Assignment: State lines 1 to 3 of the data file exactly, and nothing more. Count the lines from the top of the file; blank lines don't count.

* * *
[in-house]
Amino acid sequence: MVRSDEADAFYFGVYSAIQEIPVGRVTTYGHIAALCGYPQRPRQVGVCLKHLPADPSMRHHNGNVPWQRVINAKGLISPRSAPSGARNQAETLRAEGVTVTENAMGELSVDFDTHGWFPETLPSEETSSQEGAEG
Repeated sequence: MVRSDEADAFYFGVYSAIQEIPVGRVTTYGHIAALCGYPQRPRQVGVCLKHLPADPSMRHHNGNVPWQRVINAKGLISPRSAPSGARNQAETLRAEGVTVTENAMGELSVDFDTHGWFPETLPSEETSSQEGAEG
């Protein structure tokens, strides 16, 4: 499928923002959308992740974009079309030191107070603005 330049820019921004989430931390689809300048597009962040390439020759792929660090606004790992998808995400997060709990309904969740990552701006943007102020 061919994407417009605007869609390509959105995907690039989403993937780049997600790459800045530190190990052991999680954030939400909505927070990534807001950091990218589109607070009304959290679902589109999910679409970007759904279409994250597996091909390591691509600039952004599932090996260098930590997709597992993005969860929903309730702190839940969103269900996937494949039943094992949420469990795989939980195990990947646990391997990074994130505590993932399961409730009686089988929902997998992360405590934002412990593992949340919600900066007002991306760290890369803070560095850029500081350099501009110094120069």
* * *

[in-house]
Amino acid sequence: MVRSDEADAFYFGVYSAIQEIPVGRVTTYGHIAALCGYPQRPRQVGVCLKHLPADPSMRHHNGNVPWQRVINAKGLISPRSAPSGARNQAETLRAEGVTVTENAMGELSVDFDTHGWFPETLPSEETSSQEGAEG
Repeated sequence: MVRSDEADAFYFGVYSAIQEIPVGRVTTYGHIAALCGYPQRPRQVGVCLKHLPADPSMRHHNGNVPWQRVINAKGLISPRSAPSGARNQAETLRAEGVTVTENAMGELSVDFDTHGWFPETLPSEETSSQEGAEG